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I heard two people learning about Issur Kolel and Issur Moisif. They kept talking about the Rambam's Nekudah Niflaah. What is it?

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Check out the bottom of this page, quoting the Pirush Hamishnayot LeHaRambam to Kerisus 3:4 -- shemayisrael.co.il/dafyomi2/chulin/insites/ch-dt-113.htm – Menachem Sep 15 '11 at 4:04
Menachem great find put it as an answer so i can give you the credit – Chalutzhanal Sep 15 '11 at 4:38
vbm-torah.org/archive/kashrut/26basarbechalav.rtf for an application in basar b'chalav. – JXG Sep 15 '11 at 6:36
up vote 4 down vote accepted

from here:

The RAMBAM (Perush ha'Mishnayos to Kerisus 3:4) explains that when the Torah prohibits eating meat with milk, and benefiting from a mixture of meat and milk, it uses the same phrase, "Lo Tevashel." The use of the same word teaches that when the Isur of Achilah does not apply, the Isur of Hana'ah also does not apply. With regard to a mixture of Neveilah with milk, if the prohibition to eat meat and milk does not take effect because "Ein Isur Chal Al Isur" (since the mixture is already prohibited to be eaten because of the Isur of Neveilah), then the Isur of Hana'ah also does not take effect, and thus it cannot be an "Isur Mosif"! (The Rambam refers to this explanation as a "Nekudah Nifla'ah" -- a "wonderful point.")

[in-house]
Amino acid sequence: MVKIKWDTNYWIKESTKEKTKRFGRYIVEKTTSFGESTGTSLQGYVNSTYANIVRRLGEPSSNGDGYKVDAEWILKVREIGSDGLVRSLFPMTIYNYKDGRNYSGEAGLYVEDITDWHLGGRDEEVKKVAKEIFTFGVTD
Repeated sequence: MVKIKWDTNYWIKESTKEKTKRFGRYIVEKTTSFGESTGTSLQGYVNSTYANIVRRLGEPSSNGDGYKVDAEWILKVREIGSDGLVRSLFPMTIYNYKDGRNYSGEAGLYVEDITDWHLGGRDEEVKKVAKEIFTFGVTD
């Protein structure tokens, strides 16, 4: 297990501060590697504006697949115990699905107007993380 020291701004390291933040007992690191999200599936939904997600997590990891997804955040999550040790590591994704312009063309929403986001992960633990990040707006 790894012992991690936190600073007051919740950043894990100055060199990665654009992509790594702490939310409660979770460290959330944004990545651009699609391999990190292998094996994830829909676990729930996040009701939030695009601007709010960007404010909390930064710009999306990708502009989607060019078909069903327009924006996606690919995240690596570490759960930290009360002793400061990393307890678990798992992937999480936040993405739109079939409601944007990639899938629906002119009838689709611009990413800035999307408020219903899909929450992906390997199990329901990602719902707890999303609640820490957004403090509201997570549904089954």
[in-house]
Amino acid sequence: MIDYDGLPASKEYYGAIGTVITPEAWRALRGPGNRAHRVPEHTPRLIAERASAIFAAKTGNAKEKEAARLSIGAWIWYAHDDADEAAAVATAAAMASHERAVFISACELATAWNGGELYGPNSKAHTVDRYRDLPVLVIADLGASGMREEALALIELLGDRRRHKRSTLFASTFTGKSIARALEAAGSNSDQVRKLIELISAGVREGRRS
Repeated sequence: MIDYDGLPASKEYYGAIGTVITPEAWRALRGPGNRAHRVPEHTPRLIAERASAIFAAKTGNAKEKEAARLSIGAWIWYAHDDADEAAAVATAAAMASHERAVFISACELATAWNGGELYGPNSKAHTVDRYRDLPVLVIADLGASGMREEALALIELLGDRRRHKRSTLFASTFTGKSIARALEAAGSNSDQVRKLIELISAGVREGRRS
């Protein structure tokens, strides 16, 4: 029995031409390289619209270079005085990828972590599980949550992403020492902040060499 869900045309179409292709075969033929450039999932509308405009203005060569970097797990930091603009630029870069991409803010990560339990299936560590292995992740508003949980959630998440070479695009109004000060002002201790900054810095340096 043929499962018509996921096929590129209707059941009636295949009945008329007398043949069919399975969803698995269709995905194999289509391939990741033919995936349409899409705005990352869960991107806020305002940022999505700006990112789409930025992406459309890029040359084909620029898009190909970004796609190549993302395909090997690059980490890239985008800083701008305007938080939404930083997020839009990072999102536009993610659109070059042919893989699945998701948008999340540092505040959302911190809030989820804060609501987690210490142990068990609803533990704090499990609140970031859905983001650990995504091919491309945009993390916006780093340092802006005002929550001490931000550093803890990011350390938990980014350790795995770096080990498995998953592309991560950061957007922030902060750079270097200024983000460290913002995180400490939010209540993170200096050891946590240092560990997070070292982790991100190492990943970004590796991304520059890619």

A link to the Perush ha'Mishnayos inside.

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Ergo, according to Rambam, if you take common non-kosher beef (that wasn't kosher-slaughtered) and then cook it in milk, you're still allowed to benefit from it -- e.g. feed it to your pet. Most Achronim don't follow the Rambam, with exception of Dagul Mervava (Rabbi Yechezkel Landau of Prague, aka Noda Bihuda) – Shalom Sep 15 '11 at 21:21

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